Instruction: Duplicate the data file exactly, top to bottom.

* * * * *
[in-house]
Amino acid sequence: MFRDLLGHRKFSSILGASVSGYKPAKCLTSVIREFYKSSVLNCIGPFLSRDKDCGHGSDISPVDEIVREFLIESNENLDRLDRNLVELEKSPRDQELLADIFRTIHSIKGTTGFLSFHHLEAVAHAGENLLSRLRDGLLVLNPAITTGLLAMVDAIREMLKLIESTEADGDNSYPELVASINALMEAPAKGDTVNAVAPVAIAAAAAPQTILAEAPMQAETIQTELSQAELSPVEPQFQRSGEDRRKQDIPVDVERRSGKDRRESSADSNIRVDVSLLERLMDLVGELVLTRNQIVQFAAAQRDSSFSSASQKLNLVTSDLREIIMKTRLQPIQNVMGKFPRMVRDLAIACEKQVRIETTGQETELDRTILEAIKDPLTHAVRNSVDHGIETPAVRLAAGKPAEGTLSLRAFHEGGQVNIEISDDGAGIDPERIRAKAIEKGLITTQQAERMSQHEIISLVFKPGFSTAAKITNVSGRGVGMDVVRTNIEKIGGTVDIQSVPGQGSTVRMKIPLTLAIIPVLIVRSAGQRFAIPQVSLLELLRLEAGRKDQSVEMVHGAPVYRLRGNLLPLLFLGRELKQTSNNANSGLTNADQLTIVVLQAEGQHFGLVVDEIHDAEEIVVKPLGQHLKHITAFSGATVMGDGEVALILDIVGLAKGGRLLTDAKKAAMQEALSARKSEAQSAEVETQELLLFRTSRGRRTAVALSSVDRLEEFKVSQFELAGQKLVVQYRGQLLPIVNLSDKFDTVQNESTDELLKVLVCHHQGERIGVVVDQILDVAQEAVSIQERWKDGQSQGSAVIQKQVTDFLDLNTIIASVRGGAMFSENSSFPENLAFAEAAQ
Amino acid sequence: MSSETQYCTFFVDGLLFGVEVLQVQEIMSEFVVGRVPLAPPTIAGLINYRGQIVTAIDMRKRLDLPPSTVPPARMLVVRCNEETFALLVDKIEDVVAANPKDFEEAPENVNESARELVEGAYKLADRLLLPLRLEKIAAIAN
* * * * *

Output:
[in-house]
Amino acid sequence: MFRDLLGHRKFSSILGASVSGYKPAKCLTSVIREFYKSSVLNCIGPFLSRDKDCGHGSDISPVDEIVREFLIESNENLDRLDRNLVELEKSPRDQELLADIFRTIHSIKGTTGFLSFHHLEAVAHAGENLLSRLRDGLLVLNPAITTGLLAMVDAIREMLKLIESTEADGDNSYPELVASINALMEAPAKGDTVNAVAPVAIAAAAAPQTILAEAPMQAETIQTELSQAELSPVEPQFQRSGEDRRKQDIPVDVERRSGKDRRESSADSNIRVDVSLLERLMDLVGELVLTRNQIVQFAAAQRDSSFSSASQKLNLVTSDLREIIMKTRLQPIQNVMGKFPRMVRDLAIACEKQVRIETTGQETELDRTILEAIKDPLTHAVRNSVDHGIETPAVRLAAGKPAEGTLSLRAFHEGGQVNIEISDDGAGIDPERIRAKAIEKGLITTQQAERMSQHEIISLVFKPGFSTAAKITNVSGRGVGMDVVRTNIEKIGGTVDIQSVPGQGSTVRMKIPLTLAIIPVLIVRSAGQRFAIPQVSLLELLRLEAGRKDQSVEMVHGAPVYRLRGNLLPLLFLGRELKQTSNNANSGLTNADQLTIVVLQAEGQHFGLVVDEIHDAEEIVVKPLGQHLKHITAFSGATVMGDGEVALILDIVGLAKGGRLLTDAKKAAMQEALSARKSEAQSAEVETQELLLFRTSRGRRTAVALSSVDRLEEFKVSQFELAGQKLVVQYRGQLLPIVNLSDKFDTVQNESTDELLKVLVCHHQGERIGVVVDQILDVAQEAVSIQERWKDGQSQGSAVIQKQVTDFLDLNTIIASVRGGAMFSENSSFPENLAFAEAAQ
Amino acid sequence: MSSETQYCTFFVDGLLFGVEVLQVQEIMSEFVVGRVPLAPPTIAGLINYRGQIVTAIDMRKRLDLPPSTVPPARMLVVRCNEETFALLVDKIEDVVAANPKDFEEAPENVNESARELVEGAYKLADRLLLPLRLEKIAAIAN